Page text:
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  • Andreas Inderwildi

More Aspects of the Trickster

I’ve recently written about how stealth games allow us to play with the trickster. Looking over my notes for the piece, I realised there’s some miscellany thoughts that I’d have liked to include, but that somehow didn’t seem to fit. So this article will discuss some of these loosely related points and also include a few games (The Thief series, Metal Gear Solid 3, Gunpoint) that in some ways manage to be even more successfully ‘trickstery’ than the ones I looked at in the main article. I heavily recommend you read Playing with the Trickster first, or this probably isn’t going to make a whole lot of sense.

Humour & Naivety

In the conclusion of my essay, I criticised modern stealth games for not fully embracing the ‘trickster spirit’. I focused mostly on the way games like Mankind Divided, MGSV, Dishonored or Hitman use their plots to justify or contain the player’s transgressive creativity in terms of, for example, revenge. Of course, this also affects the protagonists: Adam Jensen, Corvo and Snake are all very serious, stoic figures (traumatised, haunted, wronged) that never seem to enjoy or even recognise the self-indulgent mischief most players will gleefully pursue. I admit that part of the disruptive fun of these games is exactly that: using a grizzled mercenary legend to order your doggie companion to fulton-abduct soldiers admittedly never gets old.

Still, there’s a sense of cognitive dissonance in actions like these. There have been stealth games that come much closer to getting it right. The most obvious example would be the Thief series (with the exception of the 2014 reboot). Garrett is a trickster hero who doesn’t take things too seriously, even if they would seem to warrant seriousness. He always displays a cheeky sense of humour and enjoyment for his work. And this work is transgressive – breaking into buildings, stealing, and, yes, potentially even killing guards – but the Thief titles allow or encourage far less violence than more modern games. Garrett may like to hide in the darkest black, but the ethical spectrum of his actions is overall of a far brighter grey than, say, Corvo’s, who can easily be twisted into a bloodthirsty sociopath. As a result, Garrett’s hijinks are more ambiguous, and, as Lewis Hyde pointed out, the trickster thrives on ambiguity. Garrett’s actions may be ethically highly questionable, but it’s hard to fault such a charming rascal. This is an essential attribute of the trickster: Hyde writes that, after Apollo confronts Hermes for the theft of his cattle, he has a hard time staying mad at the ‘innocent’ baby trickster. His shamelessness is endearing, disarming.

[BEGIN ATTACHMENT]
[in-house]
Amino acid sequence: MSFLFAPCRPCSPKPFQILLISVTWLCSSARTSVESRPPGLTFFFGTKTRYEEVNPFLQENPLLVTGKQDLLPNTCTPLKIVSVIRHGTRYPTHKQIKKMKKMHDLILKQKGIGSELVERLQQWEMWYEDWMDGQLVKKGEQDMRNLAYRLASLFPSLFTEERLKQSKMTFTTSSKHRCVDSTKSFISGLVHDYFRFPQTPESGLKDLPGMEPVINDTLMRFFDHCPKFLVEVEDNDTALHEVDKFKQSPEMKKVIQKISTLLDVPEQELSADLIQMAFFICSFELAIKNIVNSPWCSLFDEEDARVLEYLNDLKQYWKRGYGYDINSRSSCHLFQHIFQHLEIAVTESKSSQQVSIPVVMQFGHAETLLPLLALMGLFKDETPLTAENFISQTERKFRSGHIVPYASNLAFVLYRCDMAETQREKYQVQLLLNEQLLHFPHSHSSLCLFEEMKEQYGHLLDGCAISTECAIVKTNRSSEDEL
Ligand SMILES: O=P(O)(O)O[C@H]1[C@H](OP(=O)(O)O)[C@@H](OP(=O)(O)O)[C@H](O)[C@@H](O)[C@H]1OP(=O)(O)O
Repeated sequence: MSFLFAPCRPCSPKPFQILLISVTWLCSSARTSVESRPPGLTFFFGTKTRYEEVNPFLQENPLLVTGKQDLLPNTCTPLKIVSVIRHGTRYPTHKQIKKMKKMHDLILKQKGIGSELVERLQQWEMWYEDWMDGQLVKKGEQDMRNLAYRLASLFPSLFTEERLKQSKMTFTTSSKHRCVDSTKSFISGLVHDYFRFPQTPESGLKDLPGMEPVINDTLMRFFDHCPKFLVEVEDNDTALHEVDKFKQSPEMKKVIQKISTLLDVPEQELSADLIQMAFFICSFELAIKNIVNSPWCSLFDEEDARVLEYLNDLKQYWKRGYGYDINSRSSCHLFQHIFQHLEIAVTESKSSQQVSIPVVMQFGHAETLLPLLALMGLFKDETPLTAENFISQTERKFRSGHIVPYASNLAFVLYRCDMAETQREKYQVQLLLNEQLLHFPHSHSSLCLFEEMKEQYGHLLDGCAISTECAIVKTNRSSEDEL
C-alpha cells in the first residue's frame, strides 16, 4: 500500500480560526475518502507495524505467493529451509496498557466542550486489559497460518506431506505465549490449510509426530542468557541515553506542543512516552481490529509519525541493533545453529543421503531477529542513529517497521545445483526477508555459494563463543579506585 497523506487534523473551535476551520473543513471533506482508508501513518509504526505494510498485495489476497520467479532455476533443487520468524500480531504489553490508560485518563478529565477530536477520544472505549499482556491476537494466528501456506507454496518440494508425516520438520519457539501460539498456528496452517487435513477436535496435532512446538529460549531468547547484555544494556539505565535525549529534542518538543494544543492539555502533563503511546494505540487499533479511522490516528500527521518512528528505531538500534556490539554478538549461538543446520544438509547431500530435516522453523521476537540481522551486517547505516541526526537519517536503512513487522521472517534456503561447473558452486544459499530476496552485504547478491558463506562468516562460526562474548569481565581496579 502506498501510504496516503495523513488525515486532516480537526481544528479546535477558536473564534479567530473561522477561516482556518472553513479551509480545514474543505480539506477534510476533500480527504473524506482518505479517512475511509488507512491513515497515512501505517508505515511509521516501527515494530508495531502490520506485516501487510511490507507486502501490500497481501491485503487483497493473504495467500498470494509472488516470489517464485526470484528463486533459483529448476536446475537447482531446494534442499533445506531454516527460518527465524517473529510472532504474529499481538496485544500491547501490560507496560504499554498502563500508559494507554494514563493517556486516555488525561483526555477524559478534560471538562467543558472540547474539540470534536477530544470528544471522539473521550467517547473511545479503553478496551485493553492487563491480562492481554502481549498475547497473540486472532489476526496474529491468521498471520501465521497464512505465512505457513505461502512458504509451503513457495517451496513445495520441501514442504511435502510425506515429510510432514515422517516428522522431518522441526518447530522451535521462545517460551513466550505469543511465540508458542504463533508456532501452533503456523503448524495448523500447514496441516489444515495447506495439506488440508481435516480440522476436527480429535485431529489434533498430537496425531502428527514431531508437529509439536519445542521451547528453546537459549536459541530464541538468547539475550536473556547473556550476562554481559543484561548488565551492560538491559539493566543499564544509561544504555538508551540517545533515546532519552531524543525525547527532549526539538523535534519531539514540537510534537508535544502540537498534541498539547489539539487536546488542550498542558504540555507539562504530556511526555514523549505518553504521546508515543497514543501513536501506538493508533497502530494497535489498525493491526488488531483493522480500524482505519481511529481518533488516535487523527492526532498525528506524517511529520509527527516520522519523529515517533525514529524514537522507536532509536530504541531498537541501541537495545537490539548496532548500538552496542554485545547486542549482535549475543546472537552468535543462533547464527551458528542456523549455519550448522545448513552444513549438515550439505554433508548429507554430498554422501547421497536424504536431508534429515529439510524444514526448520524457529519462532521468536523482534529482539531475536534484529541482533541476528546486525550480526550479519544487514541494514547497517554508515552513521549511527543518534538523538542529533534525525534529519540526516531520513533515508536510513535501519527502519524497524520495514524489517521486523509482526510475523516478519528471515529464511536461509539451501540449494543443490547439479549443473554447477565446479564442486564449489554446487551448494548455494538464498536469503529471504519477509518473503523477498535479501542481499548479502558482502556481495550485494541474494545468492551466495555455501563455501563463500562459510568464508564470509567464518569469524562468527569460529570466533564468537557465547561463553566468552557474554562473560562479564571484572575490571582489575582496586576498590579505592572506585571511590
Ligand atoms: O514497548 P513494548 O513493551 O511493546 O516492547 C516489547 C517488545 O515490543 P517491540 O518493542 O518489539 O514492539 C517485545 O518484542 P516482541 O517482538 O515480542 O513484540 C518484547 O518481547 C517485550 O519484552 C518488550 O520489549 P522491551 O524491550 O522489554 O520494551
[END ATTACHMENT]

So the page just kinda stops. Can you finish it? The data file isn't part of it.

The Metal Gear Solid series has one excellent trickster figure too, namely Snake from MGS3. In the series’ other titles, Snake/Big Boss is usually presented as a weary, battle-hardened veteran dragged down by past violence. The young Snake from MGS3, however, is an inexperienced newbie on his first ‘outing’. True: He has learned from the best and is destined to become a legend, and yet, at the beginning of the game, he’s completely and utterly clueless about how the world really works. In the end, he’ll have become ‘Bis Boss’, disillusioned and bitter, but up to that point, there’s always been a boyish spark in him: just remember the way he immaturely competes with Ocelot, or looks at the Boss with adoring puppy eyes. Which means that MGS3 may be one of the very few stealth games that lets us embody Hyde’s ‘naïve trickster’. No matter how experienced the player may be, the game’s plot will always reveal that Snake has been duped again and again by an embarrassingly large array of characters. He’s the trickster that hasn’t yet learned how to recognise a trap and falls into them without even realising he’s been caught in a web of lies.

I think it’d be remiss not to mention Tom Francis’ amazing Gunpoint, whose protagonist, the freelance spy Richard Conway, gets duped at the beginning of the game and spends most of his time struggling to get out of the mess he himself (accidentally) created. There’s a lot of irony and humour in its missions, like the ones in which you are basically tasked to investigate crimes you yourself committed in earlier missions, unbeknownst to your current client. Gunpoint deserves credit for being a stealth game which unreservedly embraces the humour and gleeful silliness that is inherent in the trickster figure. Like many stealth games, Gunpoint does culminate in revenge-taking, but it never takes itself too seriously and therefore doesn’t fall into the same trap as, say, Dishonored.


Hyde writes that it is often the trickster’s stomach (and sometimes genitalia) that drives him towards his dubious (mis)adventures. In my article, I read hunger metaphorically as anything that motivates or entices the player (as opposed to the avatar). After all, the stealth heroes I looked at are lofty, larger-than-life figures that are above such petty concerns as food. The trickster as described by Hyde, however, is more down-to-earth and ‘humble’ (not in the sense of humility, but of station).